Are there ‘unnecessary’ Caesarean sections? Perceptions of women and obstetricians about caesarean sections for non-clinical indications BIRTH (2007) 34 : 32 – 41

Attitudes to the mode of delivery have reflected the preferences of mothers, the press, midwives, health economists, healthcare trusts and not in the least, obstetricians. This paper reports the findings of a study funded by the Nuffield Foundation, UK. It used quantitative and qualitative methods: reviewing events diaries completed by pregnant women and interviewing others postnatally; interviewing middle and senior obstetricians and analyzing postal questionnaires from 785 UK Consultants. Incorporating the foregoing mix alone, makes this paper a relevant read for all those who care for women who may require a caesarean delivery (CS).

The aim of the study was to explore the perceptions of women and obstetricians to non-clinical requests for caesarean sections. An introduction cites the well-known catchphrase; ‘too posh to push’, explores the NICE guidelines and the findings of the National Sentinel Caesarean Section audit – among others. Even at this juncture of the paper, it is clear that the authors have a pretty impressive grasp of the issues.

The technique of information-gathering in this study was rather complex, consisting of the use of self-completed questionnaires, diary-entries, a check on details of birth and semi-structured interviews of recently-delivered mothers. Data was collected from Obstetricians by way of interviews and questionnaires. There was an amusing phrase about the authors’ choice in purposive sampling of ‘Consultants…known through publications…to hold strong but diverse views on reasons for CS’.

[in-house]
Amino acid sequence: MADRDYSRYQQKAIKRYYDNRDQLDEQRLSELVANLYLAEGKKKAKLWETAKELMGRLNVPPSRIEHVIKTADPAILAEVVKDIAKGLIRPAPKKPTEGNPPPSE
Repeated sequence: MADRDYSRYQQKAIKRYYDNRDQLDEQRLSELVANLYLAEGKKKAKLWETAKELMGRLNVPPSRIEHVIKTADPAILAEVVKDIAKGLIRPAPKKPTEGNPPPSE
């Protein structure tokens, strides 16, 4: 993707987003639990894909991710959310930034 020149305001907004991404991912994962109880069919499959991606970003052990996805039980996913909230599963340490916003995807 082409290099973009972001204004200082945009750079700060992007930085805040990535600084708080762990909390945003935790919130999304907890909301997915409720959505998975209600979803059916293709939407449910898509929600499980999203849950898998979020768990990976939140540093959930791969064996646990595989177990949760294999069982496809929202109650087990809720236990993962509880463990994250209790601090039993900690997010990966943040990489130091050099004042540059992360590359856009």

The most unbowed and un-shakable advocates of a cause rarely talk much about it; talk less of writing about it! It is not clear how many female obstetricians were interviewed. One good step of fine-tuning had to do with back-up phone calls to crosscheck questionnaire entries by post-natal women. Expectedly, the authors point observe that since complex descriptions and images were explored, new codes were developed to facilitate use of the Atlas-ti program, use to aid data analysis.Majority (69%) of the antenatal women would prefer a vaginal delivery.

Safety for the baby, rather than the route of delivery was the overriding concern. Health professionals, friends, sisters and mothers (!) appeared to induce fear about vaginal delivery. However, when there was any worry over baby’s safety, a CS was preferred.

It would appear that obstetricians tended to overestimate the number of mothers request for CS. This impression, superimposed on their perception that the rising CS rates were (mostly) due to maternal requests, sounds rather puzzling. Six Obstetricians ‘refused’ to participate. Strange.

Unfortunately, this is a 9-page paper may not be seen or read by many obstetricians in the UK – but it could stimulate reflection and purposeful debate. One also wonders why Midwives were not involved in this study. After all, they play an influential role in facilitating childbirth.


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